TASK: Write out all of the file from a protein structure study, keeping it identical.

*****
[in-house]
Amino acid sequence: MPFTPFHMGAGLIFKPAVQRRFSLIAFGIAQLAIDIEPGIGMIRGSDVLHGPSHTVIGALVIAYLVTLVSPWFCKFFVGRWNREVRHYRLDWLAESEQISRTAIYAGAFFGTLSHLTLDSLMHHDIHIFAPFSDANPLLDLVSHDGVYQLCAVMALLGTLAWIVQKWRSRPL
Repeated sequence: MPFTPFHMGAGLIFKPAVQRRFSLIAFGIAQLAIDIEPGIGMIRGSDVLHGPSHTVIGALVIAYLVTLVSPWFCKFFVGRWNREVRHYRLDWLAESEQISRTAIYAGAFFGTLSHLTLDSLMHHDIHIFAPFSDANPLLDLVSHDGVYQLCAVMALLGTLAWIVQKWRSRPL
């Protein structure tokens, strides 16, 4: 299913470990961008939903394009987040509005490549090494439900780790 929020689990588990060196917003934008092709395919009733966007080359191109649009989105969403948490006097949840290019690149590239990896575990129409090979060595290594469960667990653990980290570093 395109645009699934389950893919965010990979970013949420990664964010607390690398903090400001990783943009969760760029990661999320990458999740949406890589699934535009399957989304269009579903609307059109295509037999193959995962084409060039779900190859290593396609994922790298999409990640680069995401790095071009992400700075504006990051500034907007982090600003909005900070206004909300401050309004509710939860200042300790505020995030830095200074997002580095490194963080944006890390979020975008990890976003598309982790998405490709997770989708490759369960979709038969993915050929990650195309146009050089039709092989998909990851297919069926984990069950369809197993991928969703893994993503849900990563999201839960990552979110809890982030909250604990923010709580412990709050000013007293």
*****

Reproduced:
[in-house]
Amino acid sequence: MPFTPFHMGAGLIFKPAVQRRFSLIAFGIAQLAIDIEPGIGMIRGSDVLHGPSHTVIGALVIAYLVTLVSPWFCKFFVGRWNREVRHYRLDWLAESEQISRTAIYAGAFFGTLSHLTLDSLMHHDIHIFAPFSDANPLLDLVSHDGVYQLCAVMALLGTLAWIVQKWRSRPL
Repeated sequence: MPFTPFHMGAGLIFKPAVQRRFSLIAFGIAQLAIDIEPGIGMIRGSDVLHGPSHTVIGALVIAYLVTLVSPWFCKFFVGRWNREVRHYRLDWLAESEQISRTAIYAGAFFGTLSHLTLDSLMHHDIHIFAPFSDANPLLDLVSHDGVYQLCAVMALLGTLAWIVQKWRSRPL
């Protein structure tokens, strides 16, 4: 299913470990961008939903394009987040509005490549090494439900780790 929020689990588990060196917003934008092709395919009733966007080359191109649009989105969403948490006097949840290019690149590239990896575990129409090979060595290594469960667990653990980290570093 395109645009699934389950893919965010990979970013949420990664964010607390690398903090400001990783943009969760760029990661999320990458999740949406890589699934535009399957989304269009579903609307059109295509037999193959995962084409060039779900190859290593396609994922790298999409990640680069995401790095071009992400700075504006990051500034907007982090600003909005900070206004909300401050309004509710939860200042300790505020995030830095200074997002580095490194963080944006890390979020975008990890976003598309982790998405490709997770989708490759369960979709038969993915050929990650195309146009050089039709092989998909990851297919069926984990069950369809197993991928969703893994993503849900990563999201839960990552979110809890982030909250604990923010709580412990709050000013007293």